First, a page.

No Angel

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When I was about eight years old, there was big drama in small town Missouri. The Hell’s Angels were moving through Missouri on their way to a rally in Washington, D.C. The Mexico Ledger, the only paper covering that part of the world, showed bearded, burly guys on gigantic motorcycles riding two abreast down the road, trails of bikes as far as the camera could shoot.
All my kid-self knew of the Hell’s Angels was that they were big, bad and scary. And they had really loud motorcycles. The skulls and death images scared me enough that I spent a couple nights wondering if motorcycle men in their cuts would be breaking into my house.

That image of the Hell’s Angels has always stuck with me. I met several of them while working at a Texaco service station along I-70 when I was a teenager. No real impression-they were kind of an improvement on some of the townspeople.

So, just started reading “No Angel” by Jay Dobyns. Dobyns was an ATF agent who went undercover and infiltrated the Hell’s Angels circa 2004. The crime, gun smuggling, drug use, culture and rituals of the Hell’s Angels are painted so, so well in “No Angel.”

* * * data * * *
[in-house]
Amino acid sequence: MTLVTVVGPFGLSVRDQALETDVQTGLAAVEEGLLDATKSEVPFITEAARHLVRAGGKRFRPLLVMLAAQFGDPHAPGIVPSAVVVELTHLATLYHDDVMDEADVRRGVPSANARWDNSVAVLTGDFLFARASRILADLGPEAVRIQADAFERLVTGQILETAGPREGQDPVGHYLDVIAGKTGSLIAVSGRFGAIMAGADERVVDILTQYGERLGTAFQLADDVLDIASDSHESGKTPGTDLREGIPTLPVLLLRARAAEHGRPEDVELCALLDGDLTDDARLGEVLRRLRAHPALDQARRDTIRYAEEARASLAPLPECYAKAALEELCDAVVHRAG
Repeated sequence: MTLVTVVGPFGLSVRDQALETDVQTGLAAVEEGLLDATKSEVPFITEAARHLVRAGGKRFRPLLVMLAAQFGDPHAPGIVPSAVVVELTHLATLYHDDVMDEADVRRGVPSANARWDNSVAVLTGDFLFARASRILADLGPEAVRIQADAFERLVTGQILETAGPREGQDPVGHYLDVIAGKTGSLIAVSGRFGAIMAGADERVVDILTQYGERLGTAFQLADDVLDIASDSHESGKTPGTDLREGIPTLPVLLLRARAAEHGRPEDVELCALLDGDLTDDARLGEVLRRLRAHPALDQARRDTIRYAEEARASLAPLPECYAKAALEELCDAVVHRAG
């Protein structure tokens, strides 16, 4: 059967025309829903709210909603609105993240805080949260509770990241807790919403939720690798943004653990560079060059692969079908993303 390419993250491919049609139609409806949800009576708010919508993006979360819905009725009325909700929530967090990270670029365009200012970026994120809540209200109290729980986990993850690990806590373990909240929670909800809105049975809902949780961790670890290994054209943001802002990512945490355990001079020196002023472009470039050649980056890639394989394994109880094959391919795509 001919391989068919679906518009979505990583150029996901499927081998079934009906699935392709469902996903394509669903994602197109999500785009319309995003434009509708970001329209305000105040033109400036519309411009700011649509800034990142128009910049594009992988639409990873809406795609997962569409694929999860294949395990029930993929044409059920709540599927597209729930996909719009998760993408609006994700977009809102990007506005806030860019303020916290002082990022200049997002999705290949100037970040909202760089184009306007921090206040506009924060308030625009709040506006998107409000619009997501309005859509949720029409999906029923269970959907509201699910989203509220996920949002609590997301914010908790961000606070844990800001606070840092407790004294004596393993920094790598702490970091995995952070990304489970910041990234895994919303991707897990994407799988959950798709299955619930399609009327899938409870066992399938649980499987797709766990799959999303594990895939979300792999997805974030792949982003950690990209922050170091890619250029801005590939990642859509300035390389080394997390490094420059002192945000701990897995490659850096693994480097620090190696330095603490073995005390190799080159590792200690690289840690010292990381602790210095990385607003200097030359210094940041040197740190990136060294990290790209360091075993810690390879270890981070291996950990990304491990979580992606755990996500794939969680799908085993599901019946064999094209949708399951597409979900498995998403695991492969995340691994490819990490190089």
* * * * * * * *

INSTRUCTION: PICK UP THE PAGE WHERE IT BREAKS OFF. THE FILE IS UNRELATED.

Before their first ride with the Angels, Dobyns and the other undercover agents are nervous. Wouldn’t you be? They met in a parking lot and tried to put on their game faces; tough, rough and gutsy. Yet, that true fear was hard to shake.

Finally, one of the agents repeated a phrase that stuck: JHAP.

This acronym was tattooed on their bodies, on their patches, bikes-everywhere. What’s it stand for? I’m not repeating it here, but suffice to say it’s a phrase that basically says: man up.

I totally dig this. Not the phrase, per sey, but just the idea they have a rallying quote that they say outloud and silently when they need to get a job done. I’ve adopted this phrase into my own internal repotoire.

Whatever your phrase is, internal or something you share, it’s really powerful to have a saying that helps you move forward. Your own personalized slogan…what is yours?

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  • Ron Graham

    Mine goes back several years. When I had to travel to Huntsville for promotion boards, I had an hour and a half drive. I used the first 45 minutes to work on my closing statement to the board. Then, on the last half of the drive, I’d tune into some classical music and get into my head, to psyche myself up into a purely positive state. My phrase was “Carpe Diem.” I’d almost have a chant of “Carpe diem, sieze the day.” to get myself on purely positive energy, fully believing in myself and my abilities. After all, when seeking promotion, I was asking my interviewers to believe in me, and how could do that if I din’t fully believe in myself.

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